It is very difficult to assess how many people take part in this hobby. Nevertheless, there indications that it is far more popular than most people would imagine. One of the clues is the number of model shows and exhibitions that are held regularly. These sometimes attract tens of thousands of visitors and hundreds of vendors.
Another clue is the number of shops and products on sale specifically for the modeller. For example, Hannants – one of the UKs largest stores catering for modellers – lists over 33,000 products for sale including over 4,000 aircraft model kits and over 2,200 military vehicle model kits.
Producing an injection molded kit is an expensive business and a manufacturer will only do it if they are fairly sure they will sell many thousands of them. Thus there must be a lot of kits being constructed by somebody.
A further hint to the extent of scale modelling is the number of magazines that cater for the hobby.
Go into any major newsagents and you will find dozens of them – some specialising in just aircraft, cars, ships or military vehicles. There is also a wide range of books and DVDs aimed at the modeller – Osprey produce a whole series of books which each concentrate on building a model of just one subject.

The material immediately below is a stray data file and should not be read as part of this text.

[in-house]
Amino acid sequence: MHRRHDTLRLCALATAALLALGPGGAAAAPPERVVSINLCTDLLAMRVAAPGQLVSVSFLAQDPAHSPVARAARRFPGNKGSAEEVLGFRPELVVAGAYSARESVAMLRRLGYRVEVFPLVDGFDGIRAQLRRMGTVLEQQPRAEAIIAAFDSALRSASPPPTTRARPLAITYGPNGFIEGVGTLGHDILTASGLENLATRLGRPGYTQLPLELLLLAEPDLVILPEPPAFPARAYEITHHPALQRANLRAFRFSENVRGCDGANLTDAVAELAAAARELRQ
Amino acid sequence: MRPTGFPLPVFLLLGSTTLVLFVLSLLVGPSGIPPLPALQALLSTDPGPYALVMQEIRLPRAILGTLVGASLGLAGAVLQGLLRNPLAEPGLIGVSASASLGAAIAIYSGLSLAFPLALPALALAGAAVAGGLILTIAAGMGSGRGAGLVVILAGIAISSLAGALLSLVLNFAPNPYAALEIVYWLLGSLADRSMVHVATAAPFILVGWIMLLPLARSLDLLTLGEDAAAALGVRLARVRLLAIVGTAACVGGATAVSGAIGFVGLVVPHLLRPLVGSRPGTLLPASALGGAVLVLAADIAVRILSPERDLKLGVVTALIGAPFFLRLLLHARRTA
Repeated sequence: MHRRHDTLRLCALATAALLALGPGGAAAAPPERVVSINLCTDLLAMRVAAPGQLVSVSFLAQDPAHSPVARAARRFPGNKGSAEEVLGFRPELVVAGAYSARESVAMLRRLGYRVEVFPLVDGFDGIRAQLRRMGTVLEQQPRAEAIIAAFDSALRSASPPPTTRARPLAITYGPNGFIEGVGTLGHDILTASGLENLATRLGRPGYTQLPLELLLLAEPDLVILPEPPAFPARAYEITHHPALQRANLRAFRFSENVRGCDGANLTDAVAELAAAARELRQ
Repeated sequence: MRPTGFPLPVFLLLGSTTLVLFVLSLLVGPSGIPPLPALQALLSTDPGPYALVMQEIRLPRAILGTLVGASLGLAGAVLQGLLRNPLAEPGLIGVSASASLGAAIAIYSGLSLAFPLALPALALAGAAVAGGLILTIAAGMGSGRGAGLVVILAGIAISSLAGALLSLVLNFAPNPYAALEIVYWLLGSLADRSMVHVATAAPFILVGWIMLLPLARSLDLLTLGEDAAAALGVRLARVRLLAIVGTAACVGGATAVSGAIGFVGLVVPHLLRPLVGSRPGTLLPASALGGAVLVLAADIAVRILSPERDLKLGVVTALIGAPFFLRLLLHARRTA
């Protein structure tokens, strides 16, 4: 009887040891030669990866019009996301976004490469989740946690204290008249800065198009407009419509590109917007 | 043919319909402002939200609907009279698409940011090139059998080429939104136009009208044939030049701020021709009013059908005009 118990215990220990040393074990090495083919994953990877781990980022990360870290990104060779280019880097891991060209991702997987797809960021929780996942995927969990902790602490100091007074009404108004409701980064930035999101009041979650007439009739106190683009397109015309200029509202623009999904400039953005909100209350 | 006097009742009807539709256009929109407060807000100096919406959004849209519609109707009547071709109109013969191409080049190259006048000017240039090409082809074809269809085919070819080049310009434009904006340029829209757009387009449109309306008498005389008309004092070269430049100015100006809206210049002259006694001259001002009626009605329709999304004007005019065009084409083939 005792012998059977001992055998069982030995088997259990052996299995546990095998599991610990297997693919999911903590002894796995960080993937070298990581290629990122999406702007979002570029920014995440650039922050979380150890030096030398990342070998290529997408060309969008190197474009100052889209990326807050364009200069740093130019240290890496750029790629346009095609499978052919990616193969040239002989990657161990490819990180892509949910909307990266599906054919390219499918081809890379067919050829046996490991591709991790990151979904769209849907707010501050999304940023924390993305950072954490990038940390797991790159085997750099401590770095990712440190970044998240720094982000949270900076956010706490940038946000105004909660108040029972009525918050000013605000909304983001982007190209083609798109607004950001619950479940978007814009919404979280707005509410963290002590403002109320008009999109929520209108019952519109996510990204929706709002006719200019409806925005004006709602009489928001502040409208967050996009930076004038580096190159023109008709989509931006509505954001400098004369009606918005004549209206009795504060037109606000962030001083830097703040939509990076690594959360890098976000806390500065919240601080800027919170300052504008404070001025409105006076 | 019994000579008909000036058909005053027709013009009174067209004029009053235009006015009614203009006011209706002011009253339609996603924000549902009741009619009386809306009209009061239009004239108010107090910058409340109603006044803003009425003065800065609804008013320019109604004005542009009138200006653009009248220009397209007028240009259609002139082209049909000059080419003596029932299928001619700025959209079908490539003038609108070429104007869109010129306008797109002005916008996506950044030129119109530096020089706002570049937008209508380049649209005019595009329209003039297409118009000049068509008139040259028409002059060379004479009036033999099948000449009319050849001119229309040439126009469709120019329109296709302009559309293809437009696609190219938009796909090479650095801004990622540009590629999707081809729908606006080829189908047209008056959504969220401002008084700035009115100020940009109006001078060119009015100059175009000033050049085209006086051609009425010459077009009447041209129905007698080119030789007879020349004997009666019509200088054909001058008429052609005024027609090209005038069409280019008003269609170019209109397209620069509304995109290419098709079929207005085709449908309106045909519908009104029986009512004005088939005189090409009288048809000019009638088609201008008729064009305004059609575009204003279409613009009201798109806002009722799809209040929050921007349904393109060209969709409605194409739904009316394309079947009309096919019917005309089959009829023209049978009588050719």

Somebody must be buying all these products, or they would not be printed and stocked.
There are many logical reasons for building scale models, but who needs a logical reason. For many tens of thousands of people worldwide it is just great fun. Although it is by nature a solitary activity there are plenty of model shows and clubs around, so you don’t have to go it alone. If there is one thing better than making models, it is talking about them with other modellers.